Installing a DIY Septic Tank Baffle

Cameron

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Funny thing happened - I had to install a new septic tank baffle. For one reason or another, our existing concrete baffle broke off and is currently sitting at the bottom of the tank. Here is a picture of the exit pipe that leads to the fields from the tank with no baffle.

septic-tank-exit-pipe.jpg

Don’t know what a septic tank baffle is? Well, check out this video…

Easily Inspect and Replace Your Septic Tank Output Baffle When Necessary


Anyway, replacing a baffle takes about 15 seconds. It’s really easy once you have the necessary parts. In this case, all I needed was a “sanitary T” and 18 inches of white drainage pipe from Campbell’s Building Supply. A fella at Campbell’s was kind enough to cut the pipe for me, since we took the car over and the entire length wouldn’t fit in the car without being reduced. I also needed PVC cement, which I already had.

septic-tank-t-pipe.jpg

diy-septic-tank-baffle.jpg

Now, I was informed that I should complete this task before the tank fills back up, which would happen in a matter of days. The septic dude told me that the job gets exponentially dirtier if the tank is full. I did this the day after we had the tank pumped and it’s still fairly empty as I sit here writing this. I guess I had more time than he let on.

Here are two pictures of the baffle installed in the tank. Basically, its purpose is to only let liquid flow out of the tank and into the leach fields. Solids flowing out is a bad thing.

To attach the baffle to the exit pipe in the tank, I simply applied glue to the pipe and the baffle and put them together like I did before. Perfect.

installed-diy-septic-tank-baffle.jpg

homemade-septic-tank-baffle.jpg

UPDATE: I just wanted to mention that I pulled off this setup and re-installed it with screws because I didn’t trust the PVC cement. I didn’t need the pipe falling off in the septic tank and floating there for years without me having any idea what happened.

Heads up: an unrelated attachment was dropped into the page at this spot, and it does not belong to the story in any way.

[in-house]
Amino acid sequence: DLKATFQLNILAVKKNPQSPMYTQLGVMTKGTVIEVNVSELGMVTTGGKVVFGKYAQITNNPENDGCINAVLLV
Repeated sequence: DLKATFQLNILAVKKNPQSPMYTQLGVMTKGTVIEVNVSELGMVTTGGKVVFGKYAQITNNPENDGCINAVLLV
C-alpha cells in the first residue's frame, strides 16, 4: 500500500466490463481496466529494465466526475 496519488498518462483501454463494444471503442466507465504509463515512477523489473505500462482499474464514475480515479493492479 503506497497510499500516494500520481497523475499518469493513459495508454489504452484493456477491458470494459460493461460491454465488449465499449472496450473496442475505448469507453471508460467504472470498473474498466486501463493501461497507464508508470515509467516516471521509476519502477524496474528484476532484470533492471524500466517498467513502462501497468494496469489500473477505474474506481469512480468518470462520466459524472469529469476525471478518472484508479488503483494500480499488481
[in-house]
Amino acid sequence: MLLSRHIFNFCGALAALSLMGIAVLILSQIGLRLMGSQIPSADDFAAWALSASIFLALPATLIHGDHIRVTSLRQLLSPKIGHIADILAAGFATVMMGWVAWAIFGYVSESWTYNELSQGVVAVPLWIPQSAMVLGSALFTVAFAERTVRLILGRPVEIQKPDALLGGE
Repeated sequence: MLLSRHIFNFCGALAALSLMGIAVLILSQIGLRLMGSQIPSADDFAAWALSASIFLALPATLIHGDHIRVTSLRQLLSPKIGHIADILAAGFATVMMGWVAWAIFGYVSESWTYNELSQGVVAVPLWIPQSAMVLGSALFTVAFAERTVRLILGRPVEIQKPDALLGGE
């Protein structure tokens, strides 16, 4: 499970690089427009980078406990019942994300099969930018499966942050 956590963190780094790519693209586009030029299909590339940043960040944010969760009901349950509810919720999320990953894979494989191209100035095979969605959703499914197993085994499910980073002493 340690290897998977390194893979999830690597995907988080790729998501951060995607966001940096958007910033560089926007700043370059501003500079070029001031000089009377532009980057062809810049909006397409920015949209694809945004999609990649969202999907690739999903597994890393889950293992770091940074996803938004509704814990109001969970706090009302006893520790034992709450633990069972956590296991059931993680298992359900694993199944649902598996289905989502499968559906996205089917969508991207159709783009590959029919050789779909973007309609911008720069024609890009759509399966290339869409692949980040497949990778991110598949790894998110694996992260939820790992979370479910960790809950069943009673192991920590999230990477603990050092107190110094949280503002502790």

Cameron

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How to Locate a Septic Tank​

Ahh, the wonderful septic tank. The big concrete (or plastic) apparatus that lies beneath the ground that’s rarely, if ever, thought of. The contraption people keep talking about and that people warn others about, but that few ever pay attention to. When was the last time you had your septic tank pumped? Last year, 5 years ago, 10 years ago…never? Who knows and who cares.

We got here in November of 2013. I knew we had to clean out the septic tank. I have no idea when the last time the previous owners completed this task. I do know the septic works and that nothing is backed up, which is good. Other than the upstairs toilet needing a new wax base seal, all the plumbing in this house works just dandily. I think I’d like to get ahead of the curve though and keep things in prevention mode. If I could do that and avoid unnecessary repairs down the road, it’ll keep the drama down in the future.